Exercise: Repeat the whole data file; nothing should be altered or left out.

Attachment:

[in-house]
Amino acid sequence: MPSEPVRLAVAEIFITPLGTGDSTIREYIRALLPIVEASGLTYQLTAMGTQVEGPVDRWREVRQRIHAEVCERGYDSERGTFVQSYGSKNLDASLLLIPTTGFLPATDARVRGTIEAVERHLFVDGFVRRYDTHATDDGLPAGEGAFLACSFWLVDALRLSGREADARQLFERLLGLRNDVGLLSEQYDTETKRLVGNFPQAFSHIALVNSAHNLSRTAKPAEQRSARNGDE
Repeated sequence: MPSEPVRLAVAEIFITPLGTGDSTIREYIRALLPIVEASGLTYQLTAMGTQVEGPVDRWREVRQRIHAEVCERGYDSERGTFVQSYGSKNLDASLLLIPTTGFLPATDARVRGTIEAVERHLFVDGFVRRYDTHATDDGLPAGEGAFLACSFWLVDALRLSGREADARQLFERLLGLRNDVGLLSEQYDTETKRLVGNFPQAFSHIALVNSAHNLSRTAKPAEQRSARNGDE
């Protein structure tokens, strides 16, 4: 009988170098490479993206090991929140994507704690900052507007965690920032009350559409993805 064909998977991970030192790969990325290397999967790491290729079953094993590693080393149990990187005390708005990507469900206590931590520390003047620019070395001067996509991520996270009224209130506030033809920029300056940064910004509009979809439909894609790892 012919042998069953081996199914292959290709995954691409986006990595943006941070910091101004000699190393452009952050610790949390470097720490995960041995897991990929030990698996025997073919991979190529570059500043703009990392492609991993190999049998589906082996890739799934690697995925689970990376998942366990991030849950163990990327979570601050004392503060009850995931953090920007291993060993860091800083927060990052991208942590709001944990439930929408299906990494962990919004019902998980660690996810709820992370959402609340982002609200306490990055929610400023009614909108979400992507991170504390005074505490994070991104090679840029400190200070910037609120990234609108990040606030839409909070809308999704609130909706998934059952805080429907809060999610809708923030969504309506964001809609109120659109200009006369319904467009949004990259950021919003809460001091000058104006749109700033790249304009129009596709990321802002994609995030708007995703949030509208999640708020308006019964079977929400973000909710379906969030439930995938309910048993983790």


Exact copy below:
[in-house]
Amino acid sequence: MPSEPVRLAVAEIFITPLGTGDSTIREYIRALLPIVEASGLTYQLTAMGTQVEGPVDRWREVRQRIHAEVCERGYDSERGTFVQSYGSKNLDASLLLIPTTGFLPATDARVRGTIEAVERHLFVDGFVRRYDTHATDDGLPAGEGAFLACSFWLVDALRLSGREADARQLFERLLGLRNDVGLLSEQYDTETKRLVGNFPQAFSHIALVNSAHNLSRTAKPAEQRSARNGDE
Repeated sequence: MPSEPVRLAVAEIFITPLGTGDSTIREYIRALLPIVEASGLTYQLTAMGTQVEGPVDRWREVRQRIHAEVCERGYDSERGTFVQSYGSKNLDASLLLIPTTGFLPATDARVRGTIEAVERHLFVDGFVRRYDTHATDDGLPAGEGAFLACSFWLVDALRLSGREADARQLFERLLGLRNDVGLLSEQYDTETKRLVGNFPQAFSHIALVNSAHNLSRTAKPAEQRSARNGDE
């Protein structure tokens, strides 16, 4: 009988170098490479993206090991929140994507704690900052507007965690920032009350559409993805 064909998977991970030192790969990325290397999967790491290729079953094993590693080393149990990187005390708005990507469900206590931590520390003047620019070395001067996509991520996270009224209130506030033809920029300056940064910004509009979809439909894609790892 012919042998069953081996199914292959290709995954691409986006990595943006941070910091101004000699190393452009952050610790949390470097720490995960041995897991990929030990698996025997073919991979190529570059500043703009990392492609991993190999049998589906082996890739799934690697995925689970990376998942366990991030849950163990990327979570601050004392503060009850995931953090920007291993060993860091800083927060990052991208942590709001944990439930929408299906990494962990919004019902998980660690996810709820992370959402609340982002609200306490990055929610400023009614909108979400992507991170504390005074505490994070991104090679840029400190200070910037609120990234609108990040606030839409909070809308999704609130909706998934059952805080429907809060999610809708923030969504309506964001809609109120659109200009006369319904467009949004990259950021919003809460001091000058104006749109700033790249304009129009596709990321802002994609995030708007995703949030509208999640708020308006019964079977929400973000909710379906969030439930995938309910048993983790």